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My experience applying to ACA in Texas

Open enrollment for obtaining affordable health insurance to take effect in 2015 begins today. Even though I have an undergraduate degree in Biology and an associates degree in a medical field, as well as a reasonable grasp of reading and writing, my attempts to navigate previous versions of ACA enrollment websites proved futile. Knowing that the government website was problematic in the beginning, and being directed to return on November 15, I was eager to get an early start this morning, to review my options, and sign up for affordable health care at the earliest opportunity.

It is not meant to be. If you can conjure in your mind the most egregious exploitation of the poor in exchange for no medical benefit whatsoever, it might just be the Affordable Health Care Act, which is not affordable nor is it health care, at least in Texas. Because I am too poor to qualify for tax credits, and since Texas has declined to expand Medicaid, my entire health insurance coverage can be summed as follows: using an exemption code printed in the Eligibility Notice, I won’t have to pay a fine to the government, in April, at tax time. My eligibility notice states:

You recently submitted an application to the Health Insurance Marketplace. We reviewed your application to see if you can get health coverage through the Marketplace and help paying for coverage and health services.

/snip/

Based on the information you provided, the new federal health care law provides that you could be eligible for free or low cost health care through Medicaid. However, the state of TX has chosen not to offer you this new health care coverage at this time.

You are not required to pay a penalty for not having health insurance because of your income and because the state of TX declined to expand Medicaid to cover individuals in your situation.

Your household’s yearly income is too low for a tax credit. Generally, individuals and families whose household income for the year is between 100 percent and 400 percent of the federal poverty line for their family size may be eligible for the tax credit.

• You don’t qualify for Medicaid or the Children’s Health Insurance Program (CHIP) in your state.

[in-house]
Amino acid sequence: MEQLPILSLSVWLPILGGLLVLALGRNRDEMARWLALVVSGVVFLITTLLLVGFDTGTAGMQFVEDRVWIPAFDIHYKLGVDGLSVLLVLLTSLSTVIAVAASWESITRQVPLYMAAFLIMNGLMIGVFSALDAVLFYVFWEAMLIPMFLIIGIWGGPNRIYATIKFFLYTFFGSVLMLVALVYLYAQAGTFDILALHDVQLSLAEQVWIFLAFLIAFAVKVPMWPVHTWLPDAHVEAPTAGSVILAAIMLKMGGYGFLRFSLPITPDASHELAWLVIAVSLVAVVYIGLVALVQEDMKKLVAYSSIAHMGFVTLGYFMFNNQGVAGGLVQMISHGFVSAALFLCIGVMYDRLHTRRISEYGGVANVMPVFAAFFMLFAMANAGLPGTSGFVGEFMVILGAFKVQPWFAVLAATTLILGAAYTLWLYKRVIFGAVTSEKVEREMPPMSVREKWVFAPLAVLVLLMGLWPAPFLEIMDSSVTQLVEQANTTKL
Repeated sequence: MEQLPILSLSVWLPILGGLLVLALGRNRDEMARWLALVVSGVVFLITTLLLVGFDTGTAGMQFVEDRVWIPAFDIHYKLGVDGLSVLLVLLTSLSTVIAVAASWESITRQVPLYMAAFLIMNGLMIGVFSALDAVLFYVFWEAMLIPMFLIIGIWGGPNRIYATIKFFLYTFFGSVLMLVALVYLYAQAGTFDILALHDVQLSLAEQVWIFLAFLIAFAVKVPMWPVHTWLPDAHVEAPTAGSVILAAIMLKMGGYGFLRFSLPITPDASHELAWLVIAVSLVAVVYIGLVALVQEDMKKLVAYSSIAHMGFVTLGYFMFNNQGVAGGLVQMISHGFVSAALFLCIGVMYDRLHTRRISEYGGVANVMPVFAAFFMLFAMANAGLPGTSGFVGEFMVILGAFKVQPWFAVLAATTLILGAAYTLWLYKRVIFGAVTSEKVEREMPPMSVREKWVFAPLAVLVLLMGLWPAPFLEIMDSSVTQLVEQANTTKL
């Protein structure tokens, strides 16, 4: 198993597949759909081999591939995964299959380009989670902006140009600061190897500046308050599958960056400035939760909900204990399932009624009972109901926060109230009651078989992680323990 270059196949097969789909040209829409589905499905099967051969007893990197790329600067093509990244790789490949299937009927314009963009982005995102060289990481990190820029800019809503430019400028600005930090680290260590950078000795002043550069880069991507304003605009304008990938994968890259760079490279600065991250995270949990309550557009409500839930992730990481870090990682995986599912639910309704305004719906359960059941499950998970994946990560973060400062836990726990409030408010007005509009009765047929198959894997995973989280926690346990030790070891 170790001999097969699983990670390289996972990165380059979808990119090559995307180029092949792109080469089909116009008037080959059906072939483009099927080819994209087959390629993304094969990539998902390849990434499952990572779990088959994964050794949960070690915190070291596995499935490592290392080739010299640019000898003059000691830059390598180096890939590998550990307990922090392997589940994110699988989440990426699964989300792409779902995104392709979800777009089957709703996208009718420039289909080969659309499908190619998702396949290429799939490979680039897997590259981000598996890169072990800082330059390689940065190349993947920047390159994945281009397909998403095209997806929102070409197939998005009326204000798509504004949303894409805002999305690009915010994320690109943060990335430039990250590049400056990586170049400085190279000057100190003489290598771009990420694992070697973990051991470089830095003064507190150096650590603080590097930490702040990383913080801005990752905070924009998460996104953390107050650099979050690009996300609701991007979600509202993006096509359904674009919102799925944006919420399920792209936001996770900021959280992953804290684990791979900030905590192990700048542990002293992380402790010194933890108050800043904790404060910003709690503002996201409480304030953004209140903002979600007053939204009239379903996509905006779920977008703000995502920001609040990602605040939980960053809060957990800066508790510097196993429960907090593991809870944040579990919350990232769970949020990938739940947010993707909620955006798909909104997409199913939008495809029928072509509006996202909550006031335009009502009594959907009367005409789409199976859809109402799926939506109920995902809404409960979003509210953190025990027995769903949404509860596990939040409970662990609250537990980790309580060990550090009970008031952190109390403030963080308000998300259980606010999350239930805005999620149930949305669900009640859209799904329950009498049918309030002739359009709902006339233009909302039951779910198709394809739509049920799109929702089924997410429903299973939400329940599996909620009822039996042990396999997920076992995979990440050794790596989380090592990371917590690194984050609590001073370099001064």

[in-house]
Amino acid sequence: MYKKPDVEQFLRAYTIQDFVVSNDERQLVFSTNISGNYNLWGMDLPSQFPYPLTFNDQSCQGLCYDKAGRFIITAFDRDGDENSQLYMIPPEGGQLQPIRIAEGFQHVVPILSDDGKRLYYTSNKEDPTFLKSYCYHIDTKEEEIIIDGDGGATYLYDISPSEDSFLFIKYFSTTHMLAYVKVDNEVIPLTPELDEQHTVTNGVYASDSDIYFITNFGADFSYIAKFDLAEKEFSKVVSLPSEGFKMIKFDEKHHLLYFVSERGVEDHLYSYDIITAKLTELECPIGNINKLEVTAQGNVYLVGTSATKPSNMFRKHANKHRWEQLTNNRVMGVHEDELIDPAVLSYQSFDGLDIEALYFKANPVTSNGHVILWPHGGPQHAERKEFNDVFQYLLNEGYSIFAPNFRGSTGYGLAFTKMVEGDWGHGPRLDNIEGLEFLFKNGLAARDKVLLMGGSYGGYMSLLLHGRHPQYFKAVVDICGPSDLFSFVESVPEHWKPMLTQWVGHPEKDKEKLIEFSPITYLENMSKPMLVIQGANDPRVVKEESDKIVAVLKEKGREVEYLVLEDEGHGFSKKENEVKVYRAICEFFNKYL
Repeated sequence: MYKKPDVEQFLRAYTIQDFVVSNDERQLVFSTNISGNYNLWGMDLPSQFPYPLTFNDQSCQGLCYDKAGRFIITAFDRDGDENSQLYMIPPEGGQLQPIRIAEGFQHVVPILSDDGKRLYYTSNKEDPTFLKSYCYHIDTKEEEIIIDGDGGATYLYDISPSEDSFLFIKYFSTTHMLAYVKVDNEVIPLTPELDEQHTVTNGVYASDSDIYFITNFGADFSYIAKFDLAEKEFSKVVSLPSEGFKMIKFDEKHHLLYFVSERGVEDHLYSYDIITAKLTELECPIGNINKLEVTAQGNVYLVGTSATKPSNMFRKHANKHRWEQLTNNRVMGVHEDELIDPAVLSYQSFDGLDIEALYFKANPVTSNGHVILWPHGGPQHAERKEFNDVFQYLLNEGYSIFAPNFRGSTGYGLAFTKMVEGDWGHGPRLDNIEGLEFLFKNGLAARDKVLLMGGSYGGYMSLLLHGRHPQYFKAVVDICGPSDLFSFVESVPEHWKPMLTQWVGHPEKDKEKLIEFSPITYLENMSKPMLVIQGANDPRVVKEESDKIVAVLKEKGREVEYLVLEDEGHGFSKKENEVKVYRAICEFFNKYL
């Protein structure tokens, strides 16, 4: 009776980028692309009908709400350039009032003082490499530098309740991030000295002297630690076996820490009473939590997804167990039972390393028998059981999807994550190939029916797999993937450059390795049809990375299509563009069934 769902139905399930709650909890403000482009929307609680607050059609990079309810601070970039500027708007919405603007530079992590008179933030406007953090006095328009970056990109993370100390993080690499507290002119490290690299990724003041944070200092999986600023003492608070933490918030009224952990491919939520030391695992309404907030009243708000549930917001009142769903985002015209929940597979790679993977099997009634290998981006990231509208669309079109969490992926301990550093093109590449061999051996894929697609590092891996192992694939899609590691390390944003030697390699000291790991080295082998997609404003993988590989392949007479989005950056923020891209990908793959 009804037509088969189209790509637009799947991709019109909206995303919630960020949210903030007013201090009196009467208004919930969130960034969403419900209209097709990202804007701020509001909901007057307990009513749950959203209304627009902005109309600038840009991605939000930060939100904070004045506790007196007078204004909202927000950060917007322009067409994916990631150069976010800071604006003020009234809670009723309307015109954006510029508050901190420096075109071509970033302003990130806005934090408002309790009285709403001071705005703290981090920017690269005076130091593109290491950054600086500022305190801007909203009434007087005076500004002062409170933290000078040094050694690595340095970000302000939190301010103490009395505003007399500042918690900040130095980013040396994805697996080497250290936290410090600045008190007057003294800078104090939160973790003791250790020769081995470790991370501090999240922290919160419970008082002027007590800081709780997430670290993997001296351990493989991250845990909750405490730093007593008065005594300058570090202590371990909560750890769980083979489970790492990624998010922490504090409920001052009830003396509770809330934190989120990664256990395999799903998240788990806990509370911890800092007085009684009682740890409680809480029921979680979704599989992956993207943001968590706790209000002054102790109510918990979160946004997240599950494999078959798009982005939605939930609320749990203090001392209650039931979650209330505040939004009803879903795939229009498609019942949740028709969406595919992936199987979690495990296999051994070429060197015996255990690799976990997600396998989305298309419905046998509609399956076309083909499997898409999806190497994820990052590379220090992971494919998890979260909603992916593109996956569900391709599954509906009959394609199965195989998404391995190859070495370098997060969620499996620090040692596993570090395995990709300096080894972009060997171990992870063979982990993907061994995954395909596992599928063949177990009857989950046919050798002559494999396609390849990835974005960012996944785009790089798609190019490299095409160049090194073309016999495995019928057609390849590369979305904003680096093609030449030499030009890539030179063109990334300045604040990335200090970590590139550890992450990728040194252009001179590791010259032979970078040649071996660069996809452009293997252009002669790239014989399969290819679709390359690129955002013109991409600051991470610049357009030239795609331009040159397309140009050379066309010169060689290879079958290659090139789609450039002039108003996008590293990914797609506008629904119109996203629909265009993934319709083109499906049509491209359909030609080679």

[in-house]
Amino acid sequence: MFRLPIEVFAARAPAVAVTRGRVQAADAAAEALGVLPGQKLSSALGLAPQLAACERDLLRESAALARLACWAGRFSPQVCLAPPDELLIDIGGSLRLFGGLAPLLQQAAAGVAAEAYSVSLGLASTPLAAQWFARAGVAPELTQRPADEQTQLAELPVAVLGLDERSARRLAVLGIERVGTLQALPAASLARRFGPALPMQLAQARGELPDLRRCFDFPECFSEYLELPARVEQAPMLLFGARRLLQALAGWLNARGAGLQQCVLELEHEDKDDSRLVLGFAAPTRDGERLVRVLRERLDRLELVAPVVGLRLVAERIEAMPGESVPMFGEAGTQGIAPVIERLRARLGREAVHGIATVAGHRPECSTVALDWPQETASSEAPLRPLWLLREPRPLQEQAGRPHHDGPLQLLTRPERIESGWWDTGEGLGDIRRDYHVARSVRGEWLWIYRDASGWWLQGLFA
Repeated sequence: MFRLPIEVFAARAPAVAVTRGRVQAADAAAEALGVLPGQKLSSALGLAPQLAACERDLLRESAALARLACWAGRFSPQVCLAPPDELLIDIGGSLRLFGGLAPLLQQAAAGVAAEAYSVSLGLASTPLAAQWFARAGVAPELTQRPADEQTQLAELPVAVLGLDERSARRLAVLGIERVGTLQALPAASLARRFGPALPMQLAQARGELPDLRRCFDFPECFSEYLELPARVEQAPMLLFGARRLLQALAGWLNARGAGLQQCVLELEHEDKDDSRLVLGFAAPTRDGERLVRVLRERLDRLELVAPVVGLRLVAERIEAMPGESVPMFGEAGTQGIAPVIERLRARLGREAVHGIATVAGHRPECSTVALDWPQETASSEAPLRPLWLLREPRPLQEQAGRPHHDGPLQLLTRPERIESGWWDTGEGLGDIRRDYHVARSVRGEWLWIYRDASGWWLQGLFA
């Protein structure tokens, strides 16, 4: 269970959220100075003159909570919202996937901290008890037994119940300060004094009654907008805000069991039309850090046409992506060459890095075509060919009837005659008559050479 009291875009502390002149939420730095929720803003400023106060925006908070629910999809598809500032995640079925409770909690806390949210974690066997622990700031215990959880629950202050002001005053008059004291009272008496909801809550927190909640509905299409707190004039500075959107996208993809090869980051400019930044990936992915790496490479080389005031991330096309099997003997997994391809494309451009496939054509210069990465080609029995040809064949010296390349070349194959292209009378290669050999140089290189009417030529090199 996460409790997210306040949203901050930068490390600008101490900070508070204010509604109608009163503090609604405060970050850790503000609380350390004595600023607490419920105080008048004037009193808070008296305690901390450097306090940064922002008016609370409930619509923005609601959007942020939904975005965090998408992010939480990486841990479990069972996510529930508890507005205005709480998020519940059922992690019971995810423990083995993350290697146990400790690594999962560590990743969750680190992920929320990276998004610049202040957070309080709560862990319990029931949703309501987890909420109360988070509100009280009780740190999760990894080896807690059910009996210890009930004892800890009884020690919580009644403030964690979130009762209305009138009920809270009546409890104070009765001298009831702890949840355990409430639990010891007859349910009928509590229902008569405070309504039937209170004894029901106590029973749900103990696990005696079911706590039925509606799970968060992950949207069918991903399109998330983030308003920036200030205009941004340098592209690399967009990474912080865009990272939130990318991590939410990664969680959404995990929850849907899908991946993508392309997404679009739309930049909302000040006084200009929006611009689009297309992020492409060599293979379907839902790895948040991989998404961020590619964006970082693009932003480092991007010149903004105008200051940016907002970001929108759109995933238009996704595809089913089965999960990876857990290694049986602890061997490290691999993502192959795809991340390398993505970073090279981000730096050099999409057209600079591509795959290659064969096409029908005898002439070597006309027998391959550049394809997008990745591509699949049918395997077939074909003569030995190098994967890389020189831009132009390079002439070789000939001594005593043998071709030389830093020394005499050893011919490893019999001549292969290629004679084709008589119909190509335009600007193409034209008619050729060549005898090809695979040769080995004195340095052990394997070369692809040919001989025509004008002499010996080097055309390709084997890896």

Since our yearly income is too low for a tax credit, I was anxious to locate an affordable plan, for purchase. I reasoned that there might be coverage available that would be affordable, in case of a catastrophic event, in the least. My husband and I could figure the cost for purchasing the plan into a new monthly budget that we are working on, given our recent move to Texas. After completing my application, the healthcare.gov site directed me to an available 33 plans for purchase. Not one plan is affordable. In fact, some of the plans exceed or nearly exceed our monthly income. The lowest-cost plan available calls for nearly half of our monthly income, just for the premium. The deductible is roughly equivalent to one-half of our yearly income. Were I to schedule, for example, a monthly visit to a regular doctor, I would still have to pay cash for every single visit, without even coming close to meeting the deductible. Here is an example, taken directly from the list of choices in my application this morning:

Catastrophic
Covers less than 60% of the total average costs of care: $612.62/month
Deductible $6,600 Out–of–pocket maximum $6,600

Copayments / Coinsurance $40 Primary doctor
No Charge After Deductible Specialist doctor
No Charge After Deductible Generic prescription

If I get sick, and I have the ‘catastrophic’ plan, which I cannot afford to have, I will have to pay $612.62 plus $40 plus $6000, in order to receive one single generic antibiotic tablet, let alone receive any care for a real catastrophe. At the other end of the spectrum, the best plan available, there is this:

Health care costs
Plan covers 80% of total average cost of care

Yearly premium
$12,559.56

This yearly premium is only slightly less than our yearly income, and it does not provide full coverage. In addition, the list of medications that are covered in this best-case scenario, is limited. When I called the 800-number and spoke to a representative this morning, I asked what I should do, to prepare for the possibility of a catastrophic event, such as an accident or severe illness. She told me that I could go to a local clinic and apply for a card, so that in the event of an accident, I can present the card, and maybe qualify to be taken to a local health clinic (not a hospital), but even this is not guaranteed.

When we first moved here, I stopped by an office to inquire about low-income options for health insurance such as Medicaid, but I do not qualify. Entry-level jobs that I have applied for do not offer benefits, and the wages are too low to be able to purchase even the least expensive, catastrophic plan.

I am ineligible to qualify for Medicaid, but too poor to purchase health insurance, because Texas refused the billions of dollars it was offered, in federal subsidies. Not only that, but if it weren’t for filling out an application this morning and receiving an exemption code, I would be fined, for not signing up for unaffordable government health insurance, that provides no benefits.

The human cost of Texas’ refusal to expand Medicaid

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